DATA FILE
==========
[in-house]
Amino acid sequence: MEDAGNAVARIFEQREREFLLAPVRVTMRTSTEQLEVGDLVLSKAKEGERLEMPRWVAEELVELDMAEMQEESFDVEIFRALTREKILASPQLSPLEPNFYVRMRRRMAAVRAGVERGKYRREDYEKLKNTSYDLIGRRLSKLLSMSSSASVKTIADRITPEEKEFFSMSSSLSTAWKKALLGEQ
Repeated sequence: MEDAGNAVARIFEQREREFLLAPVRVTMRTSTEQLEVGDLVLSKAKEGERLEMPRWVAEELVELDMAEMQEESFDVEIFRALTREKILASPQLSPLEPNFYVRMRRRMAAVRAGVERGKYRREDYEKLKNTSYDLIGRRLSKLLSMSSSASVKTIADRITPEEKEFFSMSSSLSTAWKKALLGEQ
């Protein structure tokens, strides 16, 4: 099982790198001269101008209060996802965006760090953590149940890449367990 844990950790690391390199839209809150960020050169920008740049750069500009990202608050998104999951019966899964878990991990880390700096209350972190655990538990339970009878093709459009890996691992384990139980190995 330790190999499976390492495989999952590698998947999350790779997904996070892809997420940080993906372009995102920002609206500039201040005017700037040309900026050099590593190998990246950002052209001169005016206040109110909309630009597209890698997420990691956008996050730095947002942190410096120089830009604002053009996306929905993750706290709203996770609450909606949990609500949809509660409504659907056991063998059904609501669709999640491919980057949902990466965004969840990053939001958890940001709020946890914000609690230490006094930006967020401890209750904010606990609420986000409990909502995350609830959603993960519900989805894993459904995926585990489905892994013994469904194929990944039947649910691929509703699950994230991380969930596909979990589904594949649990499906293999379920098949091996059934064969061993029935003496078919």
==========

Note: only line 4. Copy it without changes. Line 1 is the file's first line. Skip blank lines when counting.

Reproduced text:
């Protein structure tokens, strides 16, 4: 099982790198001269101008209060996802965006760090953590149940890449367990 844990950790690391390199839209809150960020050169920008740049750069500009990202608050998104999951019966899964878990991990880390700096209350972190655990538990339970009878093709459009890996691992384990139980190995 330790190999499976390492495989999952590698998947999350790779997904996070892809997420940080993906372009995102920002609206500039201040005017700037040309900026050099590593190998990246950002052209001169005016206040109110909309630009597209890698997420990691956008996050730095947002942190410096120089830009604002053009996306929905993750706290709203996770609450909606949990609500949809509660409504659907056991063998059904609501669709999640491919980057949902990466965004969840990053939001958890940001709020946890914000609690230490006094930006967020401890209750904010606990609420986000409990909502995350609830959603993960519900989805894993459904995926585990489905892994013994469904194929990944039947649910691929509703699950994230991380969930596909979990589904594949649990499906293999379920098949091996059934064969061993029935003496078919």